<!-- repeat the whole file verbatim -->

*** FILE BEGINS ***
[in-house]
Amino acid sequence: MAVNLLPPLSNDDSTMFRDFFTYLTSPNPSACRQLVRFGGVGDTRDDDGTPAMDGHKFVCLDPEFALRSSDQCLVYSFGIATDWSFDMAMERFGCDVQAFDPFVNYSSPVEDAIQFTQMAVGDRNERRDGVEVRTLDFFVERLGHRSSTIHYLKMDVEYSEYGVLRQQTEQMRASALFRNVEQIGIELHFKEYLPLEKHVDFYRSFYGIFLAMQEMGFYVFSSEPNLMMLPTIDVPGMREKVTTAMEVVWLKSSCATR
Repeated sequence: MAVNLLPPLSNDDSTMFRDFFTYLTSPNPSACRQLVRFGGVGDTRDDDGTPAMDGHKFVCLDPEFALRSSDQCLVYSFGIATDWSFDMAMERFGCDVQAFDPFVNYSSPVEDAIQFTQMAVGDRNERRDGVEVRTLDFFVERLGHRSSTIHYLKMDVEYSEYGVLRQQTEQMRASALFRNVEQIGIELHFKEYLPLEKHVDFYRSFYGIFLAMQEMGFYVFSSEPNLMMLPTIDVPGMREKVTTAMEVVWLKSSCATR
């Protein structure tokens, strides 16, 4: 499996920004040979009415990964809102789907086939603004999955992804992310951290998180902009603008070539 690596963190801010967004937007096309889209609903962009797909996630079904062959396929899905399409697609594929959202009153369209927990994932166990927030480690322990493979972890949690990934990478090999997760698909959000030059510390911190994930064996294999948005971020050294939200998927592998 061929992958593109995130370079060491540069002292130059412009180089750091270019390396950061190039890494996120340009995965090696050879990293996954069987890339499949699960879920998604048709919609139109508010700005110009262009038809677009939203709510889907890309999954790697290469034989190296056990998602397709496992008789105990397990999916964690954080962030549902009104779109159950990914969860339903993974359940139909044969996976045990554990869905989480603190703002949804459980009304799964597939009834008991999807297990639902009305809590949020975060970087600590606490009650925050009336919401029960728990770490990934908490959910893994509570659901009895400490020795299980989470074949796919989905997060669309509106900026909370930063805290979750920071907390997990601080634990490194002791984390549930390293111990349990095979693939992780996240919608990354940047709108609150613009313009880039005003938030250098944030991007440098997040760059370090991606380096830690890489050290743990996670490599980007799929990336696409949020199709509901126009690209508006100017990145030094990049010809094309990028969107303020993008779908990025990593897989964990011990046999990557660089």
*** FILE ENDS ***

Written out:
[in-house]
Amino acid sequence: MAVNLLPPLSNDDSTMFRDFFTYLTSPNPSACRQLVRFGGVGDTRDDDGTPAMDGHKFVCLDPEFALRSSDQCLVYSFGIATDWSFDMAMERFGCDVQAFDPFVNYSSPVEDAIQFTQMAVGDRNERRDGVEVRTLDFFVERLGHRSSTIHYLKMDVEYSEYGVLRQQTEQMRASALFRNVEQIGIELHFKEYLPLEKHVDFYRSFYGIFLAMQEMGFYVFSSEPNLMMLPTIDVPGMREKVTTAMEVVWLKSSCATR
Repeated sequence: MAVNLLPPLSNDDSTMFRDFFTYLTSPNPSACRQLVRFGGVGDTRDDDGTPAMDGHKFVCLDPEFALRSSDQCLVYSFGIATDWSFDMAMERFGCDVQAFDPFVNYSSPVEDAIQFTQMAVGDRNERRDGVEVRTLDFFVERLGHRSSTIHYLKMDVEYSEYGVLRQQTEQMRASALFRNVEQIGIELHFKEYLPLEKHVDFYRSFYGIFLAMQEMGFYVFSSEPNLMMLPTIDVPGMREKVTTAMEVVWLKSSCATR
């Protein structure tokens, strides 16, 4: 499996920004040979009415990964809102789907086939603004999955992804992310951290998180902009603008070539 690596963190801010967004937007096309889209609903962009797909996630079904062959396929899905399409697609594929959202009153369209927990994932166990927030480690322990493979972890949690990934990478090999997760698909959000030059510390911190994930064996294999948005971020050294939200998927592998 061929992958593109995130370079060491540069002292130059412009180089750091270019390396950061190039890494996120340009995965090696050879990293996954069987890339499949699960879920998604048709919609139109508010700005110009262009038809677009939203709510889907890309999954790697290469034989190296056990998602397709496992008789105990397990999916964690954080962030549902009104779109159950990914969860339903993974359940139909044969996976045990554990869905989480603190703002949804459980009304799964597939009834008991999807297990639902009305809590949020975060970087600590606490009650925050009336919401029960728990770490990934908490959910893994509570659901009895400490020795299980989470074949796919989905997060669309509106900026909370930063805290979750920071907390997990601080634990490194002791984390549930390293111990349990095979693939992780996240919608990354940047709108609150613009313009880039005003938030250098944030991007440098997040760059370090991606380096830690890489050290743990996670490599980007799929990336696409949020199709509901126009690209508006100017990145030094990049010809094309990028969107303020993008779908990025990593897989964990011990046999990557660089």